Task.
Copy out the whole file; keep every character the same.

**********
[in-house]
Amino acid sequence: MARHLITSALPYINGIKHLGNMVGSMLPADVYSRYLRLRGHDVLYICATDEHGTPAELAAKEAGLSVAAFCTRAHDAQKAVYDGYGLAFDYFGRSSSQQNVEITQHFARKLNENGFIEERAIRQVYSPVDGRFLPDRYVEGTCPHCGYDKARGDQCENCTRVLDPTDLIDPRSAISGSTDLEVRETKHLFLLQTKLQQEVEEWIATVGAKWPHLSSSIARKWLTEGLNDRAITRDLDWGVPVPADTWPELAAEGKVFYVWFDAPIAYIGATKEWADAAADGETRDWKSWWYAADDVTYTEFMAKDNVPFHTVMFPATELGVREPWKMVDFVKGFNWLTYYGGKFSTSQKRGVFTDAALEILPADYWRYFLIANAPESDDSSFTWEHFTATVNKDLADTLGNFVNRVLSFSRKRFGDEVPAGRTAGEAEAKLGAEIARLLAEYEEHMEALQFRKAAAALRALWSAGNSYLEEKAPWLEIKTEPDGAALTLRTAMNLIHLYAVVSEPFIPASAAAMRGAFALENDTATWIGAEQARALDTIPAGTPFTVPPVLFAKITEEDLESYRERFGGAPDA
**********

[in-house]
Amino acid sequence: MARHLITSALPYINGIKHLGNMVGSMLPADVYSRYLRLRGHDVLYICATDEHGTPAELAAKEAGLSVAAFCTRAHDAQKAVYDGYGLAFDYFGRSSSQQNVEITQHFARKLNENGFIEERAIRQVYSPVDGRFLPDRYVEGTCPHCGYDKARGDQCENCTRVLDPTDLIDPRSAISGSTDLEVRETKHLFLLQTKLQQEVEEWIATVGAKWPHLSSSIARKWLTEGLNDRAITRDLDWGVPVPADTWPELAAEGKVFYVWFDAPIAYIGATKEWADAAADGETRDWKSWWYAADDVTYTEFMAKDNVPFHTVMFPATELGVREPWKMVDFVKGFNWLTYYGGKFSTSQKRGVFTDAALEILPADYWRYFLIANAPESDDSSFTWEHFTATVNKDLADTLGNFVNRVLSFSRKRFGDEVPAGRTAGEAEAKLGAEIARLLAEYEEHMEALQFRKAAAALRALWSAGNSYLEEKAPWLEIKTEPDGAALTLRTAMNLIHLYAVVSEPFIPASAAAMRGAFALENDTATWIGAEQARALDTIPAGTPFTVPPVLFAKITEEDLESYRERFGGAPDA